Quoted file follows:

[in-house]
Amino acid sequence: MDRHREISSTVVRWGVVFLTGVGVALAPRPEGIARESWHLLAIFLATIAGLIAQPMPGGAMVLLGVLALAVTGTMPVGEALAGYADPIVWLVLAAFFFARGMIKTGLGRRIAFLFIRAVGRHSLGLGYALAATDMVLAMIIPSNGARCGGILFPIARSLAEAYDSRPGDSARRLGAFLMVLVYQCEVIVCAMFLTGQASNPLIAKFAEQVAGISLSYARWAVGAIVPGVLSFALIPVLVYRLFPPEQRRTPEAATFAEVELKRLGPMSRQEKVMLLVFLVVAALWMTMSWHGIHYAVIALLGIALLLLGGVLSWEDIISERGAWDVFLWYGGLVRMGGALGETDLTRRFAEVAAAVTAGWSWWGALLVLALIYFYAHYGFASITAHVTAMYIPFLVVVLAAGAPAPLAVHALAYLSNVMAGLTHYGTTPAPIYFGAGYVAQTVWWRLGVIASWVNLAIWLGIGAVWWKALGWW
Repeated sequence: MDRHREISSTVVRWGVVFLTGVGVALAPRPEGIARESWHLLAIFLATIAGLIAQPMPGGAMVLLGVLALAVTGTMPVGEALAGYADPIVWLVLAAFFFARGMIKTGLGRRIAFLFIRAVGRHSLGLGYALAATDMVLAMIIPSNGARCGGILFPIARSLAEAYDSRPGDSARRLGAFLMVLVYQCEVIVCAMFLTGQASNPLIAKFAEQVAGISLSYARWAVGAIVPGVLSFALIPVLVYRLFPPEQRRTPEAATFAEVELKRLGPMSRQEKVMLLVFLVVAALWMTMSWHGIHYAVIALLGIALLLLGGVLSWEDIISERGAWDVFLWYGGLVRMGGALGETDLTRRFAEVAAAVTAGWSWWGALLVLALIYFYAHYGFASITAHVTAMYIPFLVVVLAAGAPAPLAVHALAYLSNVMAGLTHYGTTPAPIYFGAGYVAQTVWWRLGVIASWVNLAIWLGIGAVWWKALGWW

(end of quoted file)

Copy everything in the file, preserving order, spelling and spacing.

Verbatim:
[in-house]
Amino acid sequence: MDRHREISSTVVRWGVVFLTGVGVALAPRPEGIARESWHLLAIFLATIAGLIAQPMPGGAMVLLGVLALAVTGTMPVGEALAGYADPIVWLVLAAFFFARGMIKTGLGRRIAFLFIRAVGRHSLGLGYALAATDMVLAMIIPSNGARCGGILFPIARSLAEAYDSRPGDSARRLGAFLMVLVYQCEVIVCAMFLTGQASNPLIAKFAEQVAGISLSYARWAVGAIVPGVLSFALIPVLVYRLFPPEQRRTPEAATFAEVELKRLGPMSRQEKVMLLVFLVVAALWMTMSWHGIHYAVIALLGIALLLLGGVLSWEDIISERGAWDVFLWYGGLVRMGGALGETDLTRRFAEVAAAVTAGWSWWGALLVLALIYFYAHYGFASITAHVTAMYIPFLVVVLAAGAPAPLAVHALAYLSNVMAGLTHYGTTPAPIYFGAGYVAQTVWWRLGVIASWVNLAIWLGIGAVWWKALGWW
Repeated sequence: MDRHREISSTVVRWGVVFLTGVGVALAPRPEGIARESWHLLAIFLATIAGLIAQPMPGGAMVLLGVLALAVTGTMPVGEALAGYADPIVWLVLAAFFFARGMIKTGLGRRIAFLFIRAVGRHSLGLGYALAATDMVLAMIIPSNGARCGGILFPIARSLAEAYDSRPGDSARRLGAFLMVLVYQCEVIVCAMFLTGQASNPLIAKFAEQVAGISLSYARWAVGAIVPGVLSFALIPVLVYRLFPPEQRRTPEAATFAEVELKRLGPMSRQEKVMLLVFLVVAALWMTMSWHGIHYAVIALLGIALLLLGGVLSWEDIISERGAWDVFLWYGGLVRMGGALGETDLTRRFAEVAAAVTAGWSWWGALLVLALIYFYAHYGFASITAHVTAMYIPFLVVVLAAGAPAPLAVHALAYLSNVMAGLTHYGTTPAPIYFGAGYVAQTVWWRLGVIASWVNLAIWLGIGAVWWKALGWW